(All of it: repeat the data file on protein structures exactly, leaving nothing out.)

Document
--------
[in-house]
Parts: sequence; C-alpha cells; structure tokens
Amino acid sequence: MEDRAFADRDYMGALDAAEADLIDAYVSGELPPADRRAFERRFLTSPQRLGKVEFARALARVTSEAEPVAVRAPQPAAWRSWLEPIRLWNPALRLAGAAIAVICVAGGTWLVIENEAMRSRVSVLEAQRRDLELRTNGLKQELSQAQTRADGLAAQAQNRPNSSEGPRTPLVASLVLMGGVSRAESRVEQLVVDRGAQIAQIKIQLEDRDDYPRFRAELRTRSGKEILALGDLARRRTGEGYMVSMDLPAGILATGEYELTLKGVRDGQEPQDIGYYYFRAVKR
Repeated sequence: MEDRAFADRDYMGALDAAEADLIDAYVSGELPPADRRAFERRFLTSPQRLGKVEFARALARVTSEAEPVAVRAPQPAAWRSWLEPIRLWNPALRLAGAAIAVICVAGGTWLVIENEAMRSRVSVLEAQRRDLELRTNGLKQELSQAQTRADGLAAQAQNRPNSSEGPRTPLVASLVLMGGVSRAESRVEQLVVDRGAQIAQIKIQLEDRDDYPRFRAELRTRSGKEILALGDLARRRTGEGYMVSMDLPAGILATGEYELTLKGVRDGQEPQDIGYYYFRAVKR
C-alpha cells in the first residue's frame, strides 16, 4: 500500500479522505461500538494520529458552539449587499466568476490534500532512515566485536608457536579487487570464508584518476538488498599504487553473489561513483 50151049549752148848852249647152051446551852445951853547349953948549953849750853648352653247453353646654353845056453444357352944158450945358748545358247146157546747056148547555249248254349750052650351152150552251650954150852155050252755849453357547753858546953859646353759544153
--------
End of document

[in-house]
Parts: sequence; C-alpha cells; structure tokens
Amino acid sequence: MEDRAFADRDYMGALDAAEADLIDAYVSGELPPADRRAFERRFLTSPQRLGKVEFARALARVTSEAEPVAVRAPQPAAWRSWLEPIRLWNPALRLAGAAIAVICVAGGTWLVIENEAMRSRVSVLEAQRRDLELRTNGLKQELSQAQTRADGLAAQAQNRPNSSEGPRTPLVASLVLMGGVSRAESRVEQLVVDRGAQIAQIKIQLEDRDDYPRFRAELRTRSGKEILALGDLARRRTGEGYMVSMDLPAGILATGEYELTLKGVRDGQEPQDIGYYYFRAVKR
Repeated sequence: MEDRAFADRDYMGALDAAEADLIDAYVSGELPPADRRAFERRFLTSPQRLGKVEFARALARVTSEAEPVAVRAPQPAAWRSWLEPIRLWNPALRLAGAAIAVICVAGGTWLVIENEAMRSRVSVLEAQRRDLELRTNGLKQELSQAQTRADGLAAQAQNRPNSSEGPRTPLVASLVLMGGVSRAESRVEQLVVDRGAQIAQIKIQLEDRDDYPRFRAELRTRSGKEILALGDLARRRTGEGYMVSMDLPAGILATGEYELTLKGVRDGQEPQDIGYYYFRAVKR
C-alpha cells in the first residue's frame, strides 16, 4: 500500500479522505461500538494520529458552539449587499466568476490534500532512515566485536608457536579487487570464508584518476538488498599504487553473489561513483 50151049549752148848852249647152051446551852445951853547349953948549953849750853648352653247453353646654353845056453444357352944158450945358748545358247146157546747056148547555249248254349750052650351152150552251650954150852155050252755849453357547753858546953859646353759544153